Our picks of the best Black Friday deals

If you click on a link and make a purchase we may receive a small commission. Read our editorial policy.

What's inside the new PlayStation 3?

Tear-down videos reveal internal secrets of the latest model.

A complete guide to disassembling the new PlayStation 3 "Super Slim" has been posted to YouTube, giving us some firm answers about the revisions Sony has made to the basic design of its veteran console.

Posted by YouTube user "K0st3yr", it's the third and final video in the series that offers up the most interesting insights into the construction of the new console. A key element in reducing the cost of a games console comes down to fabricating the core silicon - the most expensive elements in this case being the Cell CPU and the RSX graphics core. Microsoft's approach with its 2010 360S revision was to integrate these two components into a single part, reducing costs significantly - not just in terms of the silicon, but also with the attendant cooling set-up. This approach is nothing new - Sony did the same with the PlayStation 2, integrating the Graphics Synthesizer and Emotion Engine into one chip - but the additional complexity of current-gen parts makes this a major engineering challenge.

In K0st3yr's videos, it's immediately apparent that while the structural design of the new PlayStation is significantly simpler - and thus easier and cheaper to produce - Sony is still relying upon discrete components for its main processors. Curiously, the integrated metallic heatspreader that sat on top of the RSX is now gone and based on size comparisons with the USB port, it appears that the chip remains identical to that found in the existing PlayStation 3 Slim - fabricated at 40nm. We also see that the GPU retains the four GDDR3 memory modules, again a match for the older model.

"The internals suggest a robustly built piece of hardware, significantly scaled down but with Cell and RSX unchanged from the last Slim, suggesting cooler, more power-efficient revisions to come."

Cell itself remains tucked under a heatspreader, so it's difficult to tell if any changes have been made in this regard. However, our feeling is that once again the component is a match for the existing model as the integrated power supply offers peak power output along similar lines to the last Slim, while a smaller component would reduce load significantly. A drop from Cell's current 45nm process chip to 32nm would be the next logical step, but based on the LinkedIn profile of IBM's Elizabeth Gerhard - who "owned delivery" of key console processors at various fabrication nodes - there's a strong suggestion that the chip skips ahead to 22nm at some point in the future instead.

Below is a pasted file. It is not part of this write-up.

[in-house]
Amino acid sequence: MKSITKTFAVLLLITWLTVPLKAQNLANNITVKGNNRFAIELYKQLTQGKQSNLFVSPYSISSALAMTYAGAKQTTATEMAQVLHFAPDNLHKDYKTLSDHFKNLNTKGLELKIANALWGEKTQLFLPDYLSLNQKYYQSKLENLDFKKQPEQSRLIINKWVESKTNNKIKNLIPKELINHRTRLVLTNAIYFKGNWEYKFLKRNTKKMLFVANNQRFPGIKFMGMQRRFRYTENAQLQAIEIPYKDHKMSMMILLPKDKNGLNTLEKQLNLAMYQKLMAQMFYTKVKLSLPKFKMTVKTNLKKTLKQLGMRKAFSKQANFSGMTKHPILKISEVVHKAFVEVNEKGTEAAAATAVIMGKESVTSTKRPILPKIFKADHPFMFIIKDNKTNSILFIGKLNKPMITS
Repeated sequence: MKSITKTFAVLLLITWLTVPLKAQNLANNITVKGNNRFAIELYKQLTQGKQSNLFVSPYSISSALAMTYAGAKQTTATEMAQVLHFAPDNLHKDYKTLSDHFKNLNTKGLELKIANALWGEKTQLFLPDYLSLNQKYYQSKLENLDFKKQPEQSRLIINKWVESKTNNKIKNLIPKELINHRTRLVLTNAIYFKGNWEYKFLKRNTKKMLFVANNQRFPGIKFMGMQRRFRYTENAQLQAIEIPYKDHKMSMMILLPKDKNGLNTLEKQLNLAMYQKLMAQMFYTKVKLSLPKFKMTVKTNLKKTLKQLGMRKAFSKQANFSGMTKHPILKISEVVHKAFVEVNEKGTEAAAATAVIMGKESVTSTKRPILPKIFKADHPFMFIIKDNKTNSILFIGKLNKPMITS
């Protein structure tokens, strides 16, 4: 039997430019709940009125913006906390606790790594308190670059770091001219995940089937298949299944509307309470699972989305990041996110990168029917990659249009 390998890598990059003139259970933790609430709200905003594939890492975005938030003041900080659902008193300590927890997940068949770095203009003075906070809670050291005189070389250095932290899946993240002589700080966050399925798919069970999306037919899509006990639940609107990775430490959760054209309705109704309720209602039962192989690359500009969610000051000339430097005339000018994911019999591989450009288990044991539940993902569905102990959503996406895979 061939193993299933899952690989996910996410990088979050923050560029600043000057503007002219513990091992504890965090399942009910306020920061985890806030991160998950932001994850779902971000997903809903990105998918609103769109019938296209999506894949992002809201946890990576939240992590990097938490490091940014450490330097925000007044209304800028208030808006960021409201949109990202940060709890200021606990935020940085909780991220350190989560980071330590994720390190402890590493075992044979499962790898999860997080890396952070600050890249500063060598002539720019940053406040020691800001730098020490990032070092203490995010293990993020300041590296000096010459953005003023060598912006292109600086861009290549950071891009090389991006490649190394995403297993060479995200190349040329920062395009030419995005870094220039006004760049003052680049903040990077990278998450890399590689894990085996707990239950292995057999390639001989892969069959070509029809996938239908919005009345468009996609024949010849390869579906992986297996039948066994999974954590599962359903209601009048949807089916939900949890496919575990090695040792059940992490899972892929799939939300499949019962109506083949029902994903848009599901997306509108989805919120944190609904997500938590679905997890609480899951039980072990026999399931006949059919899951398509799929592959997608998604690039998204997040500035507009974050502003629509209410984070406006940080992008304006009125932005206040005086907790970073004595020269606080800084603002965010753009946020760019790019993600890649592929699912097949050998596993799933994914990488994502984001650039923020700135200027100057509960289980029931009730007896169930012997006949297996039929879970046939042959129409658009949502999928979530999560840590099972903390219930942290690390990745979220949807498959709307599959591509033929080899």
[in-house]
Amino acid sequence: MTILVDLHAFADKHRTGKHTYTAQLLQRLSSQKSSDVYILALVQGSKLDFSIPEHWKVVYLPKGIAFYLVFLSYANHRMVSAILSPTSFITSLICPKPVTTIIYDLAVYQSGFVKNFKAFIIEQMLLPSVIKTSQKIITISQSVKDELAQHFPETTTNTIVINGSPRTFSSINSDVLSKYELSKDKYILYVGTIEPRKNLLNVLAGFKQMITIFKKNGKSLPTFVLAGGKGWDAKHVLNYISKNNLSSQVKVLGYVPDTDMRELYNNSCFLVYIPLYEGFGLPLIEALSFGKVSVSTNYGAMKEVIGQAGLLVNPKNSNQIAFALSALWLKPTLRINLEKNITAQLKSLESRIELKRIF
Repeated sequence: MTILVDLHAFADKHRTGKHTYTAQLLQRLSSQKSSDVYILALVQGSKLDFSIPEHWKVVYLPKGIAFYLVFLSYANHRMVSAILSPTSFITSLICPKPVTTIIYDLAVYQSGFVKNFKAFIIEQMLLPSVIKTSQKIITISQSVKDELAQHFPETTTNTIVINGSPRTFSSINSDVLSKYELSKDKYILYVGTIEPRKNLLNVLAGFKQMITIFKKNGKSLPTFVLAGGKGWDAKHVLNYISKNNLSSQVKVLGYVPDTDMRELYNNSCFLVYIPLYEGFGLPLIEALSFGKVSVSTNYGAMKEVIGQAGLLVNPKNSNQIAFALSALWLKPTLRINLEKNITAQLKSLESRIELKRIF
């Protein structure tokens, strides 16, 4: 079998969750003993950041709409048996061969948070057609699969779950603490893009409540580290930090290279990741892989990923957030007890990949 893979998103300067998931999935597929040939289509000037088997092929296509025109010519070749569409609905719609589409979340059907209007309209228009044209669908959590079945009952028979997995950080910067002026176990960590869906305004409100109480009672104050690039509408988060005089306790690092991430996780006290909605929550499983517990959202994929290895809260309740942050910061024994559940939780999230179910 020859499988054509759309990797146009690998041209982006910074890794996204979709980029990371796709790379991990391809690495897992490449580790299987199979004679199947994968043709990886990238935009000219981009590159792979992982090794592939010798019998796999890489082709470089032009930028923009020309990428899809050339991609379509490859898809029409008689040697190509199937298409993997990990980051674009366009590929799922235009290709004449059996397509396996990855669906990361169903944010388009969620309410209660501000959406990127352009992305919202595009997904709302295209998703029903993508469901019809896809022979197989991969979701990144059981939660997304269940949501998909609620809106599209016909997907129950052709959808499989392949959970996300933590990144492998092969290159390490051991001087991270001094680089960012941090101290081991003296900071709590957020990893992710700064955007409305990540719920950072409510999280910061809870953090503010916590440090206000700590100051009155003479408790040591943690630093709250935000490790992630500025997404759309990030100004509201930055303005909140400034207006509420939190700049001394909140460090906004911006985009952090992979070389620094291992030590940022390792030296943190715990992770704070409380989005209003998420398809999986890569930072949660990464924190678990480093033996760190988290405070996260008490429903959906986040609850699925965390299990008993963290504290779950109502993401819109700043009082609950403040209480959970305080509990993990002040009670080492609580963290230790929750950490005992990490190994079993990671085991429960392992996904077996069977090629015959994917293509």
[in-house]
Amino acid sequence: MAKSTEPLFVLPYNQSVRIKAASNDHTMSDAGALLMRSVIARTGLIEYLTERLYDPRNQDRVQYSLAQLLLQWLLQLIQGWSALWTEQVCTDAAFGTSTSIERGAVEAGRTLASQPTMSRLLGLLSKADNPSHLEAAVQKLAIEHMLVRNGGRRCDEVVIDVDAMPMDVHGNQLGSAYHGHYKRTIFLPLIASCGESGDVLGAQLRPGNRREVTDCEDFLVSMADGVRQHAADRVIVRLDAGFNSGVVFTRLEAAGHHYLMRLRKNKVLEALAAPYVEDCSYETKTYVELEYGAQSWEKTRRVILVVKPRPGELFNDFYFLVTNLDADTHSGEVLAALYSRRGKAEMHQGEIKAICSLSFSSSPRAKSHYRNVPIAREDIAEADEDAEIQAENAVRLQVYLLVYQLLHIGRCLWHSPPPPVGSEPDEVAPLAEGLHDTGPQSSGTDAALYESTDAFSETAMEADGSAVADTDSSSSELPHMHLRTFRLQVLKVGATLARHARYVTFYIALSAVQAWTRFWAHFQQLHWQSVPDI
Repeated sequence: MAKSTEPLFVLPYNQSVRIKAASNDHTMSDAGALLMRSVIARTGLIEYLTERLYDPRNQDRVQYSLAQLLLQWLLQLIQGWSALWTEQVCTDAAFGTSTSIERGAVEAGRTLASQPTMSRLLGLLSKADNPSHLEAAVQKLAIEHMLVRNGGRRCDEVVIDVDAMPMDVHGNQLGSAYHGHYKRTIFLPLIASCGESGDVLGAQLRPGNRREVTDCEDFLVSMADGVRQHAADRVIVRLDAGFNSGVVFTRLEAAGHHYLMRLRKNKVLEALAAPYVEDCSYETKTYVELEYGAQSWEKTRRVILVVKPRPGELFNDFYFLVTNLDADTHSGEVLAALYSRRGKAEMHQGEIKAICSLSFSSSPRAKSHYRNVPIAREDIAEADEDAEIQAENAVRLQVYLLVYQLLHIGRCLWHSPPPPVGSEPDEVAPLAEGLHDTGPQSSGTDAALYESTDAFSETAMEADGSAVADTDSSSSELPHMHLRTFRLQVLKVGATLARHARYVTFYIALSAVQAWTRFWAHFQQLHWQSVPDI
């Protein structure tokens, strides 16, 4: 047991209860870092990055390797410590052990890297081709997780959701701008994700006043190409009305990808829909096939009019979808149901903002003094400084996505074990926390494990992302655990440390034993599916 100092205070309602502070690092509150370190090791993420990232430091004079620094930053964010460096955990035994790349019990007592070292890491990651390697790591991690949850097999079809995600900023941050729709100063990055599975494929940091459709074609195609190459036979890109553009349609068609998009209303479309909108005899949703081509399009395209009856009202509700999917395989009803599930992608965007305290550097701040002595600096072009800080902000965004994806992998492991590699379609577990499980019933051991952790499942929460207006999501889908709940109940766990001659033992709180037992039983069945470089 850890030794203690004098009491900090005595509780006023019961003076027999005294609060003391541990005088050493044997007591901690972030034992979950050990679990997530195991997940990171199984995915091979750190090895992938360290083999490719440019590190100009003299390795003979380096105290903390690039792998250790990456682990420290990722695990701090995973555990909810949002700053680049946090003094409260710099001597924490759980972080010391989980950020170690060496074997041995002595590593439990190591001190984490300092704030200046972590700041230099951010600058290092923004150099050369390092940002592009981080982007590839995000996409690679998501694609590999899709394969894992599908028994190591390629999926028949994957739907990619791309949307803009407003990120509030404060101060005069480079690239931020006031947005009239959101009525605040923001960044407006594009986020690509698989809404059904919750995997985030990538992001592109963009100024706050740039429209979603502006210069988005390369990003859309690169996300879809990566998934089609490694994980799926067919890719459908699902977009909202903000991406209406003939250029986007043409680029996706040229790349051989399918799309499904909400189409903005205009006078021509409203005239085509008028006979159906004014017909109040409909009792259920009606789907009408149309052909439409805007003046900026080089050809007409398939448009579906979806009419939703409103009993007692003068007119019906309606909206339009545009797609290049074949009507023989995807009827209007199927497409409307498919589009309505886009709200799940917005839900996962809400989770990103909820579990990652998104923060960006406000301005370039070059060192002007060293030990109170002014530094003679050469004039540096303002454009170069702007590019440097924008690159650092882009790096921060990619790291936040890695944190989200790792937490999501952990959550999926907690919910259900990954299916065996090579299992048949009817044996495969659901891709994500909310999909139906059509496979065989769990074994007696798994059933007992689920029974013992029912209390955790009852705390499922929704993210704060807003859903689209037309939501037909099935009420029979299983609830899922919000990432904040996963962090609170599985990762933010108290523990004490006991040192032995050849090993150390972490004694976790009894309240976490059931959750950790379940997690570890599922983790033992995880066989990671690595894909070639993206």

Elsewhere, while the exterior plastics, buttons and slidey lid cover are a step down from premium finish traditionally associated with PS3 build quality, the rest of the innards look reassuringly robust, and the complexity of the construction in general looks more involved than the Xbox 360S (with the original launch 360 looking almost agricultural in comparison). The cooling array looks sufficiently meaty, and just like the existing Slim, the entire top surface of the motherboard is encased in a metallic shield connected directly to the heatsink and fan. The Blu-ray drive appears to be significantly smaller too and overall part-count looks much reduced.

Next up is the 12GB flash PlayStation 3, based on the same chassis. Going forward, this looks to be the most price-competitive model Sony has in the offing, with the firm hinting in a recent Eurogamer interview that we could see some aggressive pricing at retail, along with some intriguing expansion options - including the ability to slot in an existing drive from your current PS3, or upgrade with your own HDD using an inexpensive caddy.

This article contained embedded media which can no longer be displayed.

This article contained embedded media which can no longer be displayed.

This article contained embedded media which can no longer be displayed.

From Assassin's Creed to Zoo Tycoon, we welcome all gamers

Eurogamer welcomes videogamers of all types, so sign in and join our community!

Related topics
About the Author
Richard Leadbetter avatar

Richard Leadbetter

Technology Editor, Digital Foundry

Rich has been a games journalist since the days of 16-bit and specialises in technical analysis. He's commonly known around Eurogamer as the Blacksmith of the Future.